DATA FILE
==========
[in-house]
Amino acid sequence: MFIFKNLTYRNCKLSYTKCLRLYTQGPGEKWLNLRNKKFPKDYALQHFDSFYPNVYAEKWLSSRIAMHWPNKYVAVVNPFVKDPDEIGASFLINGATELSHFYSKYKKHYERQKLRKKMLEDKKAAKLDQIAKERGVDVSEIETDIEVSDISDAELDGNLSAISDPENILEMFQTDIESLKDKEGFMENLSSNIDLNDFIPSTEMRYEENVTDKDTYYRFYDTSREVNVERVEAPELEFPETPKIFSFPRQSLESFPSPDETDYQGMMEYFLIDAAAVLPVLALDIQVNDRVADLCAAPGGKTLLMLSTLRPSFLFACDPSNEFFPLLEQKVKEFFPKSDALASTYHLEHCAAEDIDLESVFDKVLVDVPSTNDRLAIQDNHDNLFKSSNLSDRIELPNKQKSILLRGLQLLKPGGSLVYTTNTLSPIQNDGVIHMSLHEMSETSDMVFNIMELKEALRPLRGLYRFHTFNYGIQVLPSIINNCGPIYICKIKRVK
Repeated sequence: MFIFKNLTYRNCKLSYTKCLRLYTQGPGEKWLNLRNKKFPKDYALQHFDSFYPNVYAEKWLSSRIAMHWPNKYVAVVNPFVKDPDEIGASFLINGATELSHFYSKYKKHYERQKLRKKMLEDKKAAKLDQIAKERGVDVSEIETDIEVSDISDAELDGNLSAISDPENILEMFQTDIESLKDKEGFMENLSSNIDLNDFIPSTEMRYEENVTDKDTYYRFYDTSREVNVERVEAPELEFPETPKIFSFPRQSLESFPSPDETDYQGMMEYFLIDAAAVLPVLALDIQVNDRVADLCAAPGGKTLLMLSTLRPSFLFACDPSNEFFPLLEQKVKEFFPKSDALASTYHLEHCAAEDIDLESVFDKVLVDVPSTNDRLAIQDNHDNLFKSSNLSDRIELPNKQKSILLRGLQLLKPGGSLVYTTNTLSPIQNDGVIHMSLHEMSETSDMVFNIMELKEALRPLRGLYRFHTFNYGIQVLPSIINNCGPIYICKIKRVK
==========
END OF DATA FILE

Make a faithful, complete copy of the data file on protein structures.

[in-house]
Amino acid sequence: MFIFKNLTYRNCKLSYTKCLRLYTQGPGEKWLNLRNKKFPKDYALQHFDSFYPNVYAEKWLSSRIAMHWPNKYVAVVNPFVKDPDEIGASFLINGATELSHFYSKYKKHYERQKLRKKMLEDKKAAKLDQIAKERGVDVSEIETDIEVSDISDAELDGNLSAISDPENILEMFQTDIESLKDKEGFMENLSSNIDLNDFIPSTEMRYEENVTDKDTYYRFYDTSREVNVERVEAPELEFPETPKIFSFPRQSLESFPSPDETDYQGMMEYFLIDAAAVLPVLALDIQVNDRVADLCAAPGGKTLLMLSTLRPSFLFACDPSNEFFPLLEQKVKEFFPKSDALASTYHLEHCAAEDIDLESVFDKVLVDVPSTNDRLAIQDNHDNLFKSSNLSDRIELPNKQKSILLRGLQLLKPGGSLVYTTNTLSPIQNDGVIHMSLHEMSETSDMVFNIMELKEALRPLRGLYRFHTFNYGIQVLPSIINNCGPIYICKIKRVK
Repeated sequence: MFIFKNLTYRNCKLSYTKCLRLYTQGPGEKWLNLRNKKFPKDYALQHFDSFYPNVYAEKWLSSRIAMHWPNKYVAVVNPFVKDPDEIGASFLINGATELSHFYSKYKKHYERQKLRKKMLEDKKAAKLDQIAKERGVDVSEIETDIEVSDISDAELDGNLSAISDPENILEMFQTDIESLKDKEGFMENLSSNIDLNDFIPSTEMRYEENVTDKDTYYRFYDTSREVNVERVEAPELEFPETPKIFSFPRQSLESFPSPDETDYQGMMEYFLIDAAAVLPVLALDIQVNDRVADLCAAPGGKTLLMLSTLRPSFLFACDPSNEFFPLLEQKVKEFFPKSDALASTYHLEHCAAEDIDLESVFDKVLVDVPSTNDRLAIQDNHDNLFKSSNLSDRIELPNKQKSILLRGLQLLKPGGSLVYTTNTLSPIQNDGVIHMSLHEMSETSDMVFNIMELKEALRPLRGLYRFHTFNYGIQVLPSIINNCGPIYICKIKRVK